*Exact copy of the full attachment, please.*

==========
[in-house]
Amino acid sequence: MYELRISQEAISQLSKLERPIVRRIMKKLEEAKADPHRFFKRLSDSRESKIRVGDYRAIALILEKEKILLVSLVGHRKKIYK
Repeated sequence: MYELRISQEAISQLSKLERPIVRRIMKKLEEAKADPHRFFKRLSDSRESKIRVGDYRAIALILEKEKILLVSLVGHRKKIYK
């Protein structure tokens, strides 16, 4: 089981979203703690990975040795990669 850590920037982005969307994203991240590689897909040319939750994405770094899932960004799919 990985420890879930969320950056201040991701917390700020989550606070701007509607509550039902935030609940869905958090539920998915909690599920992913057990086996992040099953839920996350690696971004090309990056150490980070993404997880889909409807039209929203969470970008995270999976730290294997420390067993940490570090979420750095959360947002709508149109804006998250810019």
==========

[in-house]
Amino acid sequence: MYELRISQEAISQLSKLERPIVRRIMKKLEEAKADPHRFFKRLSDSRESKIRVGDYRAIALILEKEKILLVSLVGHRKKIYK
Repeated sequence: MYELRISQEAISQLSKLERPIVRRIMKKLEEAKADPHRFFKRLSDSRESKIRVGDYRAIALILEKEKILLVSLVGHRKKIYK
């Protein structure tokens, strides 16, 4: 089981979203703690990975040795990669 850590920037982005969307994203991240590689897909040319939750994405770094899932960004799919 990985420890879930969320950056201040991701917390700020989550606070701007509607509550039902935030609940869905958090539920998915909690599920992913057990086996992040099953839920996350690696971004090309990056150490980070993404997880889909409807039209929203969470970008995270999976730290294997420390067993940490570090979420750095959360947002709508149109804006998250810019």